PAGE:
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January 2002: Sarah Wigglesworth Architects' Straw Bale House

Witty, imaginative and sustainable, Sarah Wigglesworth Architects bring a smile to a neglected north London site

 

Jokes in architecture are not usually good. Unless you’re Lutyens, they quickly seem to be solidified embarrassments, as many of the tattered hulks of ’80s PoMo demonstrate only too clearly. Little do you expect to find one of the wittiest new buildings in London at the end of a back-street next to a busy railway line. In time, it will be seen as one of the most gallant experiments in ecoarchitecture of our age. And yet, in a period when so many green architects seem so solemn, so really po-faced, it is light-hearted, full of double-entendres, tenderness for its dreadful sight and for its users.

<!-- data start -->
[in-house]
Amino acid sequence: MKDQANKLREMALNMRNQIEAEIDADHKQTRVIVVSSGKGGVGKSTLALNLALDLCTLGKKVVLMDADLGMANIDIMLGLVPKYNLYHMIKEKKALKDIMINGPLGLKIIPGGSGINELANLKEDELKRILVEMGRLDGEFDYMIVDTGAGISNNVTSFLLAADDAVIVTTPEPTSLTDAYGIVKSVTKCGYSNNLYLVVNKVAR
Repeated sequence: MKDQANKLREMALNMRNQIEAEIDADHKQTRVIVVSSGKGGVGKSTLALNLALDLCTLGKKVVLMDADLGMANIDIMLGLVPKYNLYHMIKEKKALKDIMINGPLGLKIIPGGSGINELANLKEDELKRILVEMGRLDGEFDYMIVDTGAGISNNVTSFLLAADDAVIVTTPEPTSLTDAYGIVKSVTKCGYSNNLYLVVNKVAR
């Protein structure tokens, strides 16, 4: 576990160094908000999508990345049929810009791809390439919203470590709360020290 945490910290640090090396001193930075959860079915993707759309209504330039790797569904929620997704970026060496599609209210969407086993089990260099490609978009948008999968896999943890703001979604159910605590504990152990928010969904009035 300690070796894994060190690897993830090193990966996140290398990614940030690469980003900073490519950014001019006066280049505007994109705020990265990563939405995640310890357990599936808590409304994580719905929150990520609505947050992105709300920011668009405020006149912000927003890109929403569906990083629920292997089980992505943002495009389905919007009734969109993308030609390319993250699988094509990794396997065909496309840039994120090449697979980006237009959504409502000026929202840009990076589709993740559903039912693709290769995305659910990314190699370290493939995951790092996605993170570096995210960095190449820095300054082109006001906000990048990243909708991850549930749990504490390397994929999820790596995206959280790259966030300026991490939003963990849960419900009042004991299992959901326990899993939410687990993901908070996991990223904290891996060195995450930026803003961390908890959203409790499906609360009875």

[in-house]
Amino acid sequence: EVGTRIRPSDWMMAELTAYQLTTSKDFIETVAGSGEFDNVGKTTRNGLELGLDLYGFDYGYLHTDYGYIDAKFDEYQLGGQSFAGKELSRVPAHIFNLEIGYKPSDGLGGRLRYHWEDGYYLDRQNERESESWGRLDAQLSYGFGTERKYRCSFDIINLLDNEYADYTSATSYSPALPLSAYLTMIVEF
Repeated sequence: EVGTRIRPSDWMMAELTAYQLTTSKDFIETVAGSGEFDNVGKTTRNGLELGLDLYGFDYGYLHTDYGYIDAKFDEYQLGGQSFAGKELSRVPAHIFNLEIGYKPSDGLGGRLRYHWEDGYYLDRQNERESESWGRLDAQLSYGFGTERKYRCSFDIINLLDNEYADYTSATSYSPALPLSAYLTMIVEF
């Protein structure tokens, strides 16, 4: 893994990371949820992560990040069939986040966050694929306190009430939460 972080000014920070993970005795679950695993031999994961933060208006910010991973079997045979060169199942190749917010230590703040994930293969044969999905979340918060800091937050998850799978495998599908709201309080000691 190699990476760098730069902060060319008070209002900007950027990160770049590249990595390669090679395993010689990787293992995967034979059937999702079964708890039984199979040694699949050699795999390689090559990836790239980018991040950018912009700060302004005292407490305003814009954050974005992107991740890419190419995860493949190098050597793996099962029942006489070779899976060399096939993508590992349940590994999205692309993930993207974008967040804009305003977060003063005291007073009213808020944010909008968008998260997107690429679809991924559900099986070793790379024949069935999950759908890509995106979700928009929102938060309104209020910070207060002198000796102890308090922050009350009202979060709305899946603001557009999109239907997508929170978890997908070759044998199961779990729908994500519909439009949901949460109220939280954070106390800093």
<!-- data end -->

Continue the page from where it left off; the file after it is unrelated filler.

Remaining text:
Stock Orchard Street was a little bit of railway land disposed of when British Railways were so scandalously sold by John Major to a pack of accountants and civil engineers who were more interested in profit than service. But a few good things were dragged from disaster. This is one. The building, at the bottom of a rather run-down Victorian terrace, looks as if it will be a longstanding series of jokes and lessons that will become more important over time. Time is of the essence in Stock Orchard Street: the house is intended to change as it gets older; it will never be finished, as its architect owners say most heroically.

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The sun side, opening itself to heat and light, with bales exposed through polycarbonate